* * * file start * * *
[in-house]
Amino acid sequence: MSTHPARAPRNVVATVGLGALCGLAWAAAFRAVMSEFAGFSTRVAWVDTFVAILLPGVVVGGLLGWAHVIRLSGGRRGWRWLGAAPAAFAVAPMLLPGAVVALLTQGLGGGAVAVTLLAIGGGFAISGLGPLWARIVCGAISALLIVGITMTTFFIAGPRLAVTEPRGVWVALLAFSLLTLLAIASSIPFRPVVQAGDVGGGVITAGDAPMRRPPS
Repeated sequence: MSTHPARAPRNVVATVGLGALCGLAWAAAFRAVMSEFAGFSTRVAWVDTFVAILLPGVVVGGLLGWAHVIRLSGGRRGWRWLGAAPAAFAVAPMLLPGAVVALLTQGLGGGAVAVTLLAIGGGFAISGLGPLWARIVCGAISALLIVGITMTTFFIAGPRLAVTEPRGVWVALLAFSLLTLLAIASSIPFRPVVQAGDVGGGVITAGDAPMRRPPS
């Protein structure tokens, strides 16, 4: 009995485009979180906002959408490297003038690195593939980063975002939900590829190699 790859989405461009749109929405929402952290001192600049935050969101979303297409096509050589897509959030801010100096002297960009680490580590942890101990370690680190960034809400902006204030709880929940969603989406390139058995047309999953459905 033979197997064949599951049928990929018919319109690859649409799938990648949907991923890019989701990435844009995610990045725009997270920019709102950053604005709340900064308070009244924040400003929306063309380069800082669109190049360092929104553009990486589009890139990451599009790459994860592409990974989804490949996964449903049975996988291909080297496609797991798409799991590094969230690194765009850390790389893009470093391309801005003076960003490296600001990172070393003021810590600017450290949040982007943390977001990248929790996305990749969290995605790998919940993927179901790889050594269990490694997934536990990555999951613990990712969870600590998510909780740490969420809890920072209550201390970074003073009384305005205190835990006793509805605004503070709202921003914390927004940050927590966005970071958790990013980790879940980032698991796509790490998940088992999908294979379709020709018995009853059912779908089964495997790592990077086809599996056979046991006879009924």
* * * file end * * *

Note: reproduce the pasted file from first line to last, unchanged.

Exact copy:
[in-house]
Amino acid sequence: MSTHPARAPRNVVATVGLGALCGLAWAAAFRAVMSEFAGFSTRVAWVDTFVAILLPGVVVGGLLGWAHVIRLSGGRRGWRWLGAAPAAFAVAPMLLPGAVVALLTQGLGGGAVAVTLLAIGGGFAISGLGPLWARIVCGAISALLIVGITMTTFFIAGPRLAVTEPRGVWVALLAFSLLTLLAIASSIPFRPVVQAGDVGGGVITAGDAPMRRPPS
Repeated sequence: MSTHPARAPRNVVATVGLGALCGLAWAAAFRAVMSEFAGFSTRVAWVDTFVAILLPGVVVGGLLGWAHVIRLSGGRRGWRWLGAAPAAFAVAPMLLPGAVVALLTQGLGGGAVAVTLLAIGGGFAISGLGPLWARIVCGAISALLIVGITMTTFFIAGPRLAVTEPRGVWVALLAFSLLTLLAIASSIPFRPVVQAGDVGGGVITAGDAPMRRPPS
């Protein structure tokens, strides 16, 4: 009995485009979180906002959408490297003038690195593939980063975002939900590829190699 790859989405461009749109929405929402952290001192600049935050969101979303297409096509050589897509959030801010100096002297960009680490580590942890101990370690680190960034809400902006204030709880929940969603989406390139058995047309999953459905 033979197997064949599951049928990929018919319109690859649409799938990648949907991923890019989701990435844009995610990045725009997270920019709102950053604005709340900064308070009244924040400003929306063309380069800082669109190049360092929104553009990486589009890139990451599009790459994860592409990974989804490949996964449903049975996988291909080297496609797991798409799991590094969230690194765009850390790389893009470093391309801005003076960003490296600001990172070393003021810590600017450290949040982007943390977001990248929790996305990749969290995605790998919940993927179901790889050594269990490694997934536990990555999951613990990712969870600590998510909780740490969420809890920072209550201390970074003073009384305005205190835990006793509805605004503070709202921003914390927004940050927590966005970071958790990013980790879940980032698991796509790490998940088992999908294979379709020709018995009853059912779908089964495997790592990077086809599996056979046991006879009924």